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351c 4v valley pan gasket install.

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Anderslober View Drop Down
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    Posted: 12-September-2022 at 5:03AM
Hello forum. I bought the Felpro 96012 gasket kit. HOW is this installed? The instructions are vague.
Do I ONLY use the pan and the end rubber gaskets?? Or do the fiber gaskets go on first and then the pan and rubber ends??

My engine had the pan and nothing else. There were no fiber gaskets anywhere.

Any advice welcome. Thanks.

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Post Options Post Options   Thanks (0) Thanks(0)   Quote 78FordLtd2 Quote  Post ReplyReply Direct Link To This Post Posted: 12-September-2022 at 8:01AM
I did a bit of searching around and found this on a mustang/cougar forum

The valley pan fits against the heads and the gaskets fit against the intake.

I replaced my valley pan last year on my 351 Modified and that only had the pan and end seals. My intake gasket set p/n was the same used for the 400.

Dont use the rubber end seals...they dont work. Instead use high temp RTV on the China walls. 

That's the best I can find.
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Post Options Post Options   Thanks (0) Thanks(0)   Quote 72FordGTS Quote  Post ReplyReply Direct Link To This Post Posted: 12-September-2022 at 8:39AM
What 78Ford LTD2 is good, except the paper gaskets (if used) go against the head then the valley pan goes down.  Definitely use a good quality RTV for the intake end seals against the block (china wall) instead of the rubber gaskets.
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Post Options Post Options   Thanks (0) Thanks(0)   Quote Anderslober Quote  Post ReplyReply Direct Link To This Post Posted: 12-September-2022 at 10:13AM
Ahhhhh….you guys…those answers were a bit vague too.🤠
First the fiber….then the pan…..first the pan….then the fiber….dont use…use…if used…..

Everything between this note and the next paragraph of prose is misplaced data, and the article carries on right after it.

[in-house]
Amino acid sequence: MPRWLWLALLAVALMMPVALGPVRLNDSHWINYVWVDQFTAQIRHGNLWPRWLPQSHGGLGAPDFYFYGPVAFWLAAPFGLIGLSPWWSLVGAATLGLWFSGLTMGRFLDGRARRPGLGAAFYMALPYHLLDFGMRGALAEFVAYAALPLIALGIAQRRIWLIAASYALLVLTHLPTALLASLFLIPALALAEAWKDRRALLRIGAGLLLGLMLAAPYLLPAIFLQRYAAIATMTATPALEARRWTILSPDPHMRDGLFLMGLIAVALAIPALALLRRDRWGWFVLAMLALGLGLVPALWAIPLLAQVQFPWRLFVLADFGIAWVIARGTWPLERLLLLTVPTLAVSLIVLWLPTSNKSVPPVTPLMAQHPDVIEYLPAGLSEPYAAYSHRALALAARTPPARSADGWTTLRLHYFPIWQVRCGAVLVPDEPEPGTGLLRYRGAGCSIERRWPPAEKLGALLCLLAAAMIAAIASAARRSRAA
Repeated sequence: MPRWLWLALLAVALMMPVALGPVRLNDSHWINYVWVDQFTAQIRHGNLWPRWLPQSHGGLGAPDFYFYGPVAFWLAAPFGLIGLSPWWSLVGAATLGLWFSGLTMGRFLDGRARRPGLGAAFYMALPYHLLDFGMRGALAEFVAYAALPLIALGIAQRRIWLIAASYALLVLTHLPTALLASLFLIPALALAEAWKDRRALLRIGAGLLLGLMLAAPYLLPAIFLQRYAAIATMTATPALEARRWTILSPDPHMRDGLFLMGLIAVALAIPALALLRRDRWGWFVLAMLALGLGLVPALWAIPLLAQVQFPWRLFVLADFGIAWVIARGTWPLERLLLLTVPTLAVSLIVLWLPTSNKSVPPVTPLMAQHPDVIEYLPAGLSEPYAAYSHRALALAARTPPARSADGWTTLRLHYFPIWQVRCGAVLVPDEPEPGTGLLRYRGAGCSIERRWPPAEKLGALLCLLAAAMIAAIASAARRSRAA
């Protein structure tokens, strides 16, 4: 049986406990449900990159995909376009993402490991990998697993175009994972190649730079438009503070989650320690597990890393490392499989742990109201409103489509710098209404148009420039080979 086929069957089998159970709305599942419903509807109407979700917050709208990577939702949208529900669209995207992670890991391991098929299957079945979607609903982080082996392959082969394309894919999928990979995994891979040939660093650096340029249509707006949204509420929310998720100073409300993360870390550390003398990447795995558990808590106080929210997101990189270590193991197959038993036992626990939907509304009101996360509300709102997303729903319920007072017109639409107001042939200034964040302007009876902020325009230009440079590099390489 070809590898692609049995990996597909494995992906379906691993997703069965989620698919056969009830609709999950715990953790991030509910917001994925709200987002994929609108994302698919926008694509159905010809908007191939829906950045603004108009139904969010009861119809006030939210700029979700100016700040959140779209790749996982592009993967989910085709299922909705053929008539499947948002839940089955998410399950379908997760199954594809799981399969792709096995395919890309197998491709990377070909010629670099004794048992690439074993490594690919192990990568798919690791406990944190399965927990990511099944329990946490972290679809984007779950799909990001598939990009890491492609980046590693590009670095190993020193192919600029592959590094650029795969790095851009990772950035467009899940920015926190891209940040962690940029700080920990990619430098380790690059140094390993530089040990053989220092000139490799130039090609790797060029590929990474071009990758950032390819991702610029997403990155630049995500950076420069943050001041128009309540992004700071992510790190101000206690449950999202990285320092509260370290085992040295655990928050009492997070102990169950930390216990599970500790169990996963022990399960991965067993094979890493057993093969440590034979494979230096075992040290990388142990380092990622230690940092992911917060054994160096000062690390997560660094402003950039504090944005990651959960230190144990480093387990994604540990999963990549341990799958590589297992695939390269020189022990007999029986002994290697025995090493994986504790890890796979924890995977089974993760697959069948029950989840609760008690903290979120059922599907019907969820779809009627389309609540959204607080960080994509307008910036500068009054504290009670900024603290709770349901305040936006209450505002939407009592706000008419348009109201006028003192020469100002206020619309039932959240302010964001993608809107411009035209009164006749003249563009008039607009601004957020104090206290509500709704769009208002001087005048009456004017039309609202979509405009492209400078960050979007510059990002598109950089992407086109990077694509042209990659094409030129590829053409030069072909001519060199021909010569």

Is the pan a ‘crush type’ gasket? If so, I think ONLY the pan should be installed. Not the fiber gaskets. It is ‘either or’….not both…?
Hasnt anybody here on the forum used this actual kit on their 351c?
The holes are also different if both gasket types are used. I dont think they will work well together……I dunno…




Edited by Anderslober - 12-September-2022 at 10:58AM
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Post Options Post Options   Thanks (0) Thanks(0)   Quote 72FordGTS Quote  Post ReplyReply Direct Link To This Post Posted: 12-September-2022 at 2:08PM
Sorry, I thought it was clear. 1. place the paper gaskets on head. 2. Use RTV and form a bead on the China wall on the block at the front and rear of the engine  3. Install the metal turkey pan gasket, ensure it is installed properly under the locating dowels. 4. Install manifold and torque in sequence.

The metal gasket is a crush gasket. Some people do not use the paper gaskets, some do. Some also put RTV on top of the Turkey pan on the China wall area to prevent condensation (keeps it from rusting it out).

There are also 4 piece "race gaskets" available that do away with the turkey pan. I hope this is clear enough for you.


Edited by 72FordGTS - 12-September-2022 at 2:22PM
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Post Options Post Options   Thanks (0) Thanks(0)   Quote 72 RS 351 Quote  Post ReplyReply Direct Link To This Post Posted: 12-September-2022 at 3:05PM
Ditto, there are multiple ways to install the intake. I used the pan and gasket on my first two 351C builds, and learned then to never use the cork ends seals. Cork gaskets suck, always avoid those. You can install the intake without the big pan, some people never use it. The rubber end gaskets can be used with RTV, especially if the gap is extra large.
Don